Crime and Punishment
There Are No Small Parts, Only Small Actors
Anyone who has had any exposure to theatre has at least once heard the colloquialism, "there are no small parts, only small actors." Some may mock this platitude, pointing out the fact that, of course there are small parts; most literary works contain several "bit parts." But the root of this statement is true: no matter how "small" a character's part may be, that character makes a contribution, large or small, to the story. And in Fyodor Dostoevsky's classic work, Crime and Punishment, a central character that provides a key turning point has only two brief appearances.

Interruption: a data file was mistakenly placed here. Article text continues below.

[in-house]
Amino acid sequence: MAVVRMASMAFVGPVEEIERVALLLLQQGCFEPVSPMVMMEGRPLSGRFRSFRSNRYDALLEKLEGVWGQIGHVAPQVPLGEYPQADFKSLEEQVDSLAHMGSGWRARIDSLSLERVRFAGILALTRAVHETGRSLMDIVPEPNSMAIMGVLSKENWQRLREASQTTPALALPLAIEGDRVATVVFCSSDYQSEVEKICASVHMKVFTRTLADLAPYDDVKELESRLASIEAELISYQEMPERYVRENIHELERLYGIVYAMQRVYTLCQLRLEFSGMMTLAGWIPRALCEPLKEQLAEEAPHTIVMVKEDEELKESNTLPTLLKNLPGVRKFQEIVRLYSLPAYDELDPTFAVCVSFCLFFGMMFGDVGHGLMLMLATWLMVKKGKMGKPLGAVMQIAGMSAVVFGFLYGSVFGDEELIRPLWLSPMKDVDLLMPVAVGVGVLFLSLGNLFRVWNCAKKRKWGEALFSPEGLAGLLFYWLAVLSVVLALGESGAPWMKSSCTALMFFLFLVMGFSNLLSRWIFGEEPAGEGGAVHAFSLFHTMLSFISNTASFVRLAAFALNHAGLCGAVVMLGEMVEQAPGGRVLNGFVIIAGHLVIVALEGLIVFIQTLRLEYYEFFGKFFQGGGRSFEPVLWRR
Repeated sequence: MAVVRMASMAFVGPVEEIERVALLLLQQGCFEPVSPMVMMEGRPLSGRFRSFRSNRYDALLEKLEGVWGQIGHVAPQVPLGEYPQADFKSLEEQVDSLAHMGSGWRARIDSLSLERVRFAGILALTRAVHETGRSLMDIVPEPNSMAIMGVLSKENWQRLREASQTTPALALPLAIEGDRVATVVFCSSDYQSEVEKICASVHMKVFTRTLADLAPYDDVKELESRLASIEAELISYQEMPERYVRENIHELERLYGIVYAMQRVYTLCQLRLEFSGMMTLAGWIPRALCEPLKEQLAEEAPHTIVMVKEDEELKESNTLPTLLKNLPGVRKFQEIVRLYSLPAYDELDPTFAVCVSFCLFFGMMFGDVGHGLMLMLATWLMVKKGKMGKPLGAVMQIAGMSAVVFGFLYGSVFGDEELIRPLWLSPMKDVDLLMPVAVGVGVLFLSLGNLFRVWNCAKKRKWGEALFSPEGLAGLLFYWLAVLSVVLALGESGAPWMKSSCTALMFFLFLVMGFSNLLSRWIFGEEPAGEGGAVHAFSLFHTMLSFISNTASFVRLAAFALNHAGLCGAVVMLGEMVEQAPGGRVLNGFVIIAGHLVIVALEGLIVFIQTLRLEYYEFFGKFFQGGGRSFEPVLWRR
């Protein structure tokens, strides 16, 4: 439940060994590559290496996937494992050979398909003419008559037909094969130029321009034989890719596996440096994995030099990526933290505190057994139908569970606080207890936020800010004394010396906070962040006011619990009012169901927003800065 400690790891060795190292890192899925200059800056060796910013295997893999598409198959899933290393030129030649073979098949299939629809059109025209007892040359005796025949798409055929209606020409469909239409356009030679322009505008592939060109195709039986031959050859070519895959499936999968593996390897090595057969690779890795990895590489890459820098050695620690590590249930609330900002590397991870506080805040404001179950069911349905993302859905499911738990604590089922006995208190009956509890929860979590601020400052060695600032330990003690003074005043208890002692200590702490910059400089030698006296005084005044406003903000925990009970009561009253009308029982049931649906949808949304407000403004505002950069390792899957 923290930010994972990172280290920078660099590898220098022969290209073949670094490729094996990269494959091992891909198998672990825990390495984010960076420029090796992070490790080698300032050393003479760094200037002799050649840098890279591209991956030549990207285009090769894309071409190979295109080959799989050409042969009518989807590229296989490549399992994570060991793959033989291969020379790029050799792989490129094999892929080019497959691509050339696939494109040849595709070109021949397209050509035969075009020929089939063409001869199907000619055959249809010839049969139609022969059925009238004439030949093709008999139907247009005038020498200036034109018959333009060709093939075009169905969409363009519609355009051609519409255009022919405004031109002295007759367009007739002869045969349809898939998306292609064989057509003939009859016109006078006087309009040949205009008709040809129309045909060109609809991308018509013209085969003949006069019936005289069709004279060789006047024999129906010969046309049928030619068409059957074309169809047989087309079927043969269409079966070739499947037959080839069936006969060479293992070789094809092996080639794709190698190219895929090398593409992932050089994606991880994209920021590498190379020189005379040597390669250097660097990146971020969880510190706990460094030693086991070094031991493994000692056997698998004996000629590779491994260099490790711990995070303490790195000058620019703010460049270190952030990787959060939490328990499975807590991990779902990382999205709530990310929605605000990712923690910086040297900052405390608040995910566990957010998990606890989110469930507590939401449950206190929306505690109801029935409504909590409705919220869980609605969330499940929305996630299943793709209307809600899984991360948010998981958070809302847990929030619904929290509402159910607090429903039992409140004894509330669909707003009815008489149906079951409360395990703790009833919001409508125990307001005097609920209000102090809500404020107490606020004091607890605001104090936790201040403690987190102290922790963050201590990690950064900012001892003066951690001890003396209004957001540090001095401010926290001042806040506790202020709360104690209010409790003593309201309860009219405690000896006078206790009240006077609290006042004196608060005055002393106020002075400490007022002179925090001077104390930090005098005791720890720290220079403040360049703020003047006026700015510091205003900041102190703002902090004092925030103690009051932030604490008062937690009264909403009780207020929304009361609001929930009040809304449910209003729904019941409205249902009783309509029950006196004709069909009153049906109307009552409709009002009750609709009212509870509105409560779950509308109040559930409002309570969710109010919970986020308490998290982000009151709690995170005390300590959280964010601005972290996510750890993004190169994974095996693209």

Alyona Ivanovna is a pawnbroker and moneylender. This acceptable existence, vaguely awkward for a woman, in the beginning of the novel leads one to first want to disregard her as a mere surface character. But as the story unfolds, it becomes quite clear that both Alyona Ivanovna and her despicable character are a vital part of Raskolnikov's plot to achieve extraordinary status.
To begin with, Alyona Ivanovna first presents a problem for Raskolnikov at her murder, albeit quite indirectly. While he is bludgeoning Alyona Ivanovna with the butt end of an axe, her sister Lizaveta returns from an errand and happens upon the...
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